Mobile accelerometer “app” using PhoneGap

In my previous post, I explained how to install PhoneGap on a Macbook Pro and test a “Hello World” application on an iOS simulator as well as an actual device. In this post, you will see how easy it is to build a simple mobile application for the iPhone using the PhoneGap framework. Specifically, you will learn how to use the accelerometer and build a simple “app” that will display the instantaneous acceleration of the iPhone in both graphical and text format.

Let’s take a look at the final product. Shown below are a couple of snapshots of the app in action, with the iPhone held in three different orientations. I developed and tested the app for an iPhone 4 (from late 2010). The app should work fine on newer iPhone models as well, although I have not tested this myself. Note that this app will not work on an iOS simulator. You will need an actual iOS device (either iPhone or iPad).

Screen Shot 2014-04-04 at 7.23.56 PM

Observe how the X and Y axes are oriented with respect to the phone. The Z-axis (not shown) points out of the page towards the reader. The coordinate system represented by X-Y-Z always remains fixed with respect to the phone.

The yellow line from the origin can be thought of as an arrow that begins at the origin and points along the direction in which the device is being accelerated. If the phone is stationary, this direction is exactly opposite to what most people understand as the direction of gravitational force (pointing towards the ground). For some more background on the physics of gravity and acceleration, please refer to this article.

Finally, the actual acceleration values along X, Y and Z are printed below the graphics window (yes, the graphics is based on HTML5 canvas) and these numbers are all in units of [m/s2]. You may recall from high school physics that the acceleration due to gravity on the Earth’s surface is approximately 9.8 [m/s2].

Look at the different orientations (a), (b) and (c) in the above picture and make sure you understand what the results mean for each one of them.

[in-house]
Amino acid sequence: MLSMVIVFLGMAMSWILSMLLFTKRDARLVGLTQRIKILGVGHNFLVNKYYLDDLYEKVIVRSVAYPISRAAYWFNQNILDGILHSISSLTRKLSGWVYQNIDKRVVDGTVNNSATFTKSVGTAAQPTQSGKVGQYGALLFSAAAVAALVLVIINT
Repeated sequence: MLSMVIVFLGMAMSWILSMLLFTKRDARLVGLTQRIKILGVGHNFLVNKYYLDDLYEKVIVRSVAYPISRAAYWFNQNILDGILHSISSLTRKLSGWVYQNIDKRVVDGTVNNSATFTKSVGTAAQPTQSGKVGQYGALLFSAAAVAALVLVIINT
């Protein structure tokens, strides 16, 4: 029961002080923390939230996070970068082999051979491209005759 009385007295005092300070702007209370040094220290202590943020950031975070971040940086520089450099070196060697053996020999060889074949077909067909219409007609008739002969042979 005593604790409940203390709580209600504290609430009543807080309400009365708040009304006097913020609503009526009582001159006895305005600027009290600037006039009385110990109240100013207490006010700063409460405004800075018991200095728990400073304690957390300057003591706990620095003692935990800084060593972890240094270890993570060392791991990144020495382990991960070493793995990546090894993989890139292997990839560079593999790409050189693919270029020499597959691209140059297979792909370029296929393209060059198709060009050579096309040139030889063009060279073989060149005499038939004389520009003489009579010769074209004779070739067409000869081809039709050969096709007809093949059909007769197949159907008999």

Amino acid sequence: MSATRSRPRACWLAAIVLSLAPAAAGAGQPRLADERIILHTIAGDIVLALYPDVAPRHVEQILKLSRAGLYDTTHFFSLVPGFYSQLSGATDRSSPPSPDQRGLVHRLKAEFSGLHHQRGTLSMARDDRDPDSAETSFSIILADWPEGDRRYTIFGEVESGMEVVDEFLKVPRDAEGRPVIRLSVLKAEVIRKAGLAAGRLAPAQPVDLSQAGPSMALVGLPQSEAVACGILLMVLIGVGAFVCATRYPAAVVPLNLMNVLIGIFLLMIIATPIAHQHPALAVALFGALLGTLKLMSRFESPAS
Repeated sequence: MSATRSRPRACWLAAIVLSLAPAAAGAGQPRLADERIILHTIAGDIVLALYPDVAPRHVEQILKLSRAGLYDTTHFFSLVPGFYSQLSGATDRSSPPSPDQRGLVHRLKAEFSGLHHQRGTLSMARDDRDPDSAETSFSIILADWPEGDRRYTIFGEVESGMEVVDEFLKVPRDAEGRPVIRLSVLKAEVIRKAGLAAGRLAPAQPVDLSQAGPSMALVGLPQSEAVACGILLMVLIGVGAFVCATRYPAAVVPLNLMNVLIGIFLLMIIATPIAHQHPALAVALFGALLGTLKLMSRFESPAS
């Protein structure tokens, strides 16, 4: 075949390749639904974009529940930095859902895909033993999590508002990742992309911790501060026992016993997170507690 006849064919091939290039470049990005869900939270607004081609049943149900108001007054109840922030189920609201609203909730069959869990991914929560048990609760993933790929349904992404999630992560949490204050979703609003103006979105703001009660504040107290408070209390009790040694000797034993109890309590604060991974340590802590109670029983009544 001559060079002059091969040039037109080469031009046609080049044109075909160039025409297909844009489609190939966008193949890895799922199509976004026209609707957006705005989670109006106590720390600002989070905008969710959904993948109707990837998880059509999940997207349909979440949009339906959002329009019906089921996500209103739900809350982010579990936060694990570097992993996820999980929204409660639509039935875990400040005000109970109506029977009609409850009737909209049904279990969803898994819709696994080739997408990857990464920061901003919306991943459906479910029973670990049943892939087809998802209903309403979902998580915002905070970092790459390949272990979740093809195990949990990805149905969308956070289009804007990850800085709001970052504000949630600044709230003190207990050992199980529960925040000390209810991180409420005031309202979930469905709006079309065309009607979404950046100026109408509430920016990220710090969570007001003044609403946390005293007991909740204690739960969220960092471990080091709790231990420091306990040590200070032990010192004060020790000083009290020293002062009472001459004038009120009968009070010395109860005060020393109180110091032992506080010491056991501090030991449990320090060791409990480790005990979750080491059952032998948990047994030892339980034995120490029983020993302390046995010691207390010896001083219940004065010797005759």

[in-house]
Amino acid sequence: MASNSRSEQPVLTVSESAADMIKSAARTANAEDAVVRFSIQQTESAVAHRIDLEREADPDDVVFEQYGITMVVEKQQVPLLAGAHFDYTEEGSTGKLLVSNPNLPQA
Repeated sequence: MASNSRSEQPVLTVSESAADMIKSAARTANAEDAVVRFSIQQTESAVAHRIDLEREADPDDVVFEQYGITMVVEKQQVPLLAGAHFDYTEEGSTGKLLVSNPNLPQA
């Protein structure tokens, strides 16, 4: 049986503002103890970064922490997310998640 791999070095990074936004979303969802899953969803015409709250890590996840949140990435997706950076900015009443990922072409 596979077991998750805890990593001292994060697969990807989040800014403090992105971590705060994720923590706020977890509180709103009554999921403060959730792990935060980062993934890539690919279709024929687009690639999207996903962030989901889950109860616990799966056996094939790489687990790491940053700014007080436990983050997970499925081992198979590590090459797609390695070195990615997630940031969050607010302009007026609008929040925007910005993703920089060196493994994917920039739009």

Now that we understand everything from the physics point-of-view, let’s get back to the software side of things. The following steps are necessary to build this application:

STEP 1: Install and test PhoneGap (see my previous post)

STEP 2: Create a new project

All subsequent PhoneGap commands should be run inside the accel folder.

STEP 3: Add the accelerometer plugin

STEP 4: Add the HTML5 and JavaScript code

Pull the source code from my GitHub repo using

Move the file “index.html” from the repo folder to the “www” folder of your PhoneGap project.

The basic idea is to get acceleration data from the device every 100 milliseconds and use this data to update the drawing inside the canvas element. The code above is based on some minor modifications to the example code provided on the PhoneGap API documentation. Specifically, it adds the graphical display component using HTML5 canvas.

STEP 5: Build, deploy and run

Like before, all you need to do is:

followed by

This will compile the code and deploy the application on your device and the run it.

STEP 6: Enjoy your accelerometer!

While all of this can be polished further depending on your individual taste, you are  now all set to test drive this app in any location you can imagine. Drop me a line if you find any bugs or think the results are not accurate or don’t make physical sense.

In summary, we have written a HTML/CSS/JS application and deployed it to an iOS device using PhoneGap.

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